Nursing home operators should be on high alert for potential rule changes regarding civil monetary penalties after a lawsuit was filed against federal health agencies Sunday that targets a 2017 rule that relaxed CMPs for providers, a legal expert warned. 

The AARP Foundation on Tuesday announced the lawsuit filed against the Department of Health and Human Services and Centers for Medicare & Medicaid. The litigation was filed on behalf of the National Consumer Voice for Quality Long-Term Care and California Advocates for Nursing Home Reform, which are listed as plaintiffs in the suit. 

The groups are targeting a July 2017 directive from CMS that called on state surveyors to use per instance or per day CMPs for non compliant providers, depending on the timing of the noncompliance in relation to the survey, if residents were harmed or abused, if the facility had good compliance history and whether noncompliance was persistent when imposing a CMP.

The lawsuit alleges the policy change “severely weakened” the Nursing Home Reform Act of 1987 by “allowing nursing facilities to knowingly let deficiencies persist for days, weeks or even months while facing only a per instance CMP.”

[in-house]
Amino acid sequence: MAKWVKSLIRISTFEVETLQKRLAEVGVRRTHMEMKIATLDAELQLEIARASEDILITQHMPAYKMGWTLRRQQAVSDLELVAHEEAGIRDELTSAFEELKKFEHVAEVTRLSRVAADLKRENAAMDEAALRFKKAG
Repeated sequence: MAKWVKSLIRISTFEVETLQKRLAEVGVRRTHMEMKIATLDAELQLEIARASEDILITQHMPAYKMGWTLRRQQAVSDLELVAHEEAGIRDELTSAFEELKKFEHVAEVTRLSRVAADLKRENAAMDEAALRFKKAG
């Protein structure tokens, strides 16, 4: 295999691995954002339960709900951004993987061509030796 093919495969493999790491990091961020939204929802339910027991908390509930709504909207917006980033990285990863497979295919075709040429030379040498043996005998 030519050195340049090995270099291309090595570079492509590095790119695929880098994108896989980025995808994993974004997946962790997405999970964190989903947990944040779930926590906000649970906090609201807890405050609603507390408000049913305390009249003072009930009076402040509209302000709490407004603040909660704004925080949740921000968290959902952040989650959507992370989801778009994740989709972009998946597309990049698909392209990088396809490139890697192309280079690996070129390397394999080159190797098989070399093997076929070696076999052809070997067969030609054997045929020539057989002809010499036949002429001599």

“Because this penalty amounts to a nothing more than the ‘cost of doing business’ or a veritable ‘slap on the wrist,’ CMS has eliminated the incentives for facilities to self-police and take remedial measures at the earliest point possible,” the litigation states. 

The implications of the lawsuit could mean that providers may face escalated fines if they were out of compliance during the coronavirus public health crisis, warned Wilson Blount, an Alabama based attorney who specializes in regulatory and healthcare law. 

“Nursing home operators and providers should monitor this case very closely, particularly during the pandemic,” he told McKnight’s Long-Term Care News on Tuesday. 

“If the plaintiffs prevail, it is possible CMS could impose CMPs on operators and providers for every day they were out of compliance for COVID-19 infection control practices, as opposed to each instance. This scenario could represent a substantial increase in liability for them,” Blount added. 

Brendan Williams, lawyer and president and CEO of the New Hampshire Health Care Association, noted that incoming HHS Secretary Xavier Becerra was among those who previously criticized the CMP policy change.

“It would seem that a regulatory change back could be forthcoming if the evidence warrants it — certainly a more efficient remedy than litigation,” Williams speculated. 

Williams added that he has “no patience for bad actors and would agree entirely that sanctions for them [are] warranted, but I think a policy discussion should occur as to what the best sanction is.”